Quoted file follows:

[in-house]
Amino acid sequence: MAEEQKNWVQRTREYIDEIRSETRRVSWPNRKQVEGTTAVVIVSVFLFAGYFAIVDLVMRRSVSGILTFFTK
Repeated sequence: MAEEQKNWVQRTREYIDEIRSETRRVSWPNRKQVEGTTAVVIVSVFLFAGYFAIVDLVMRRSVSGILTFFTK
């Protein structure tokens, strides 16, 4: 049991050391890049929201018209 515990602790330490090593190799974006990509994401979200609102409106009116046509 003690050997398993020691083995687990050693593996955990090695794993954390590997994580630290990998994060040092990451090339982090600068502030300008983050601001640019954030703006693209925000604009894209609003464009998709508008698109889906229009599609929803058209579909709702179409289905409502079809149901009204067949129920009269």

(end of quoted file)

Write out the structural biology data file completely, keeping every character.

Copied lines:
[in-house]
Amino acid sequence: MAEEQKNWVQRTREYIDEIRSETRRVSWPNRKQVEGTTAVVIVSVFLFAGYFAIVDLVMRRSVSGILTFFTK
Repeated sequence: MAEEQKNWVQRTREYIDEIRSETRRVSWPNRKQVEGTTAVVIVSVFLFAGYFAIVDLVMRRSVSGILTFFTK
């Protein structure tokens, strides 16, 4: 049991050391890049929201018209 515990602790330490090593190799974006990509994401979200609102409106009116046509 003690050997398993020691083995687990050693593996955990090695794993954390590997994580630290990998994060040092990451090339982090600068502030300008983050601001640019954030703006693209925000604009894209609003464009998709508008698109889906229009599609929803058209579909709702179409289905409502079809149901009204067949129920009269």